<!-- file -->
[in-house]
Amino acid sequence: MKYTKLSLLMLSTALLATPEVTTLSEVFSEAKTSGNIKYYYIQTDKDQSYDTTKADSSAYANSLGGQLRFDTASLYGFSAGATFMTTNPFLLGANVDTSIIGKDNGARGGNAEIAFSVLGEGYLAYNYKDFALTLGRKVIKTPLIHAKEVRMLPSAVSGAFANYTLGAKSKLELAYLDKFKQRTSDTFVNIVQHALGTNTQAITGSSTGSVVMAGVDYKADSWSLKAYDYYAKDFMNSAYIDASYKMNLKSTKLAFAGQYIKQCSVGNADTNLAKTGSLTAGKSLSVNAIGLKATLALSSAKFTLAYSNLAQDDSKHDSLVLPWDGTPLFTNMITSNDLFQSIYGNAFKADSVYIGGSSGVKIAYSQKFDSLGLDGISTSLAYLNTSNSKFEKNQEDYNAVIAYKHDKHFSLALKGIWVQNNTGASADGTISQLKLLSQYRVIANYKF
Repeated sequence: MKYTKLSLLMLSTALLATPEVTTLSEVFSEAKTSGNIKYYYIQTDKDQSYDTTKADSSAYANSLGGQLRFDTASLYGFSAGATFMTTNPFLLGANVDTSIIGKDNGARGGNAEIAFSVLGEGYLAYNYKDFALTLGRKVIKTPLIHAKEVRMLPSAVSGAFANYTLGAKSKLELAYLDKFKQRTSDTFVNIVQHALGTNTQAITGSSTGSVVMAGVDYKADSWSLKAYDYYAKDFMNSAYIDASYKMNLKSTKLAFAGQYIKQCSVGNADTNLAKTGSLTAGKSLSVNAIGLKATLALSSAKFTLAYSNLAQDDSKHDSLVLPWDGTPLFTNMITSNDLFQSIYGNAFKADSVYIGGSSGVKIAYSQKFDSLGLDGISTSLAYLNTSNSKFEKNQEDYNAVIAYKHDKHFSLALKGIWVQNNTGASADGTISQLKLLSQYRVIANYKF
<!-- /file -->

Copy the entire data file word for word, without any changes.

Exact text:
[in-house]
Amino acid sequence: MKYTKLSLLMLSTALLATPEVTTLSEVFSEAKTSGNIKYYYIQTDKDQSYDTTKADSSAYANSLGGQLRFDTASLYGFSAGATFMTTNPFLLGANVDTSIIGKDNGARGGNAEIAFSVLGEGYLAYNYKDFALTLGRKVIKTPLIHAKEVRMLPSAVSGAFANYTLGAKSKLELAYLDKFKQRTSDTFVNIVQHALGTNTQAITGSSTGSVVMAGVDYKADSWSLKAYDYYAKDFMNSAYIDASYKMNLKSTKLAFAGQYIKQCSVGNADTNLAKTGSLTAGKSLSVNAIGLKATLALSSAKFTLAYSNLAQDDSKHDSLVLPWDGTPLFTNMITSNDLFQSIYGNAFKADSVYIGGSSGVKIAYSQKFDSLGLDGISTSLAYLNTSNSKFEKNQEDYNAVIAYKHDKHFSLALKGIWVQNNTGASADGTISQLKLLSQYRVIANYKF
Repeated sequence: MKYTKLSLLMLSTALLATPEVTTLSEVFSEAKTSGNIKYYYIQTDKDQSYDTTKADSSAYANSLGGQLRFDTASLYGFSAGATFMTTNPFLLGANVDTSIIGKDNGARGGNAEIAFSVLGEGYLAYNYKDFALTLGRKVIKTPLIHAKEVRMLPSAVSGAFANYTLGAKSKLELAYLDKFKQRTSDTFVNIVQHALGTNTQAITGSSTGSVVMAGVDYKADSWSLKAYDYYAKDFMNSAYIDASYKMNLKSTKLAFAGQYIKQCSVGNADTNLAKTGSLTAGKSLSVNAIGLKATLALSSAKFTLAYSNLAQDDSKHDSLVLPWDGTPLFTNMITSNDLFQSIYGNAFKADSVYIGGSSGVKIAYSQKFDSLGLDGISTSLAYLNTSNSKFEKNQEDYNAVIAYKHDKHFSLALKGIWVQNNTGASADGTISQLKLLSQYRVIANYKF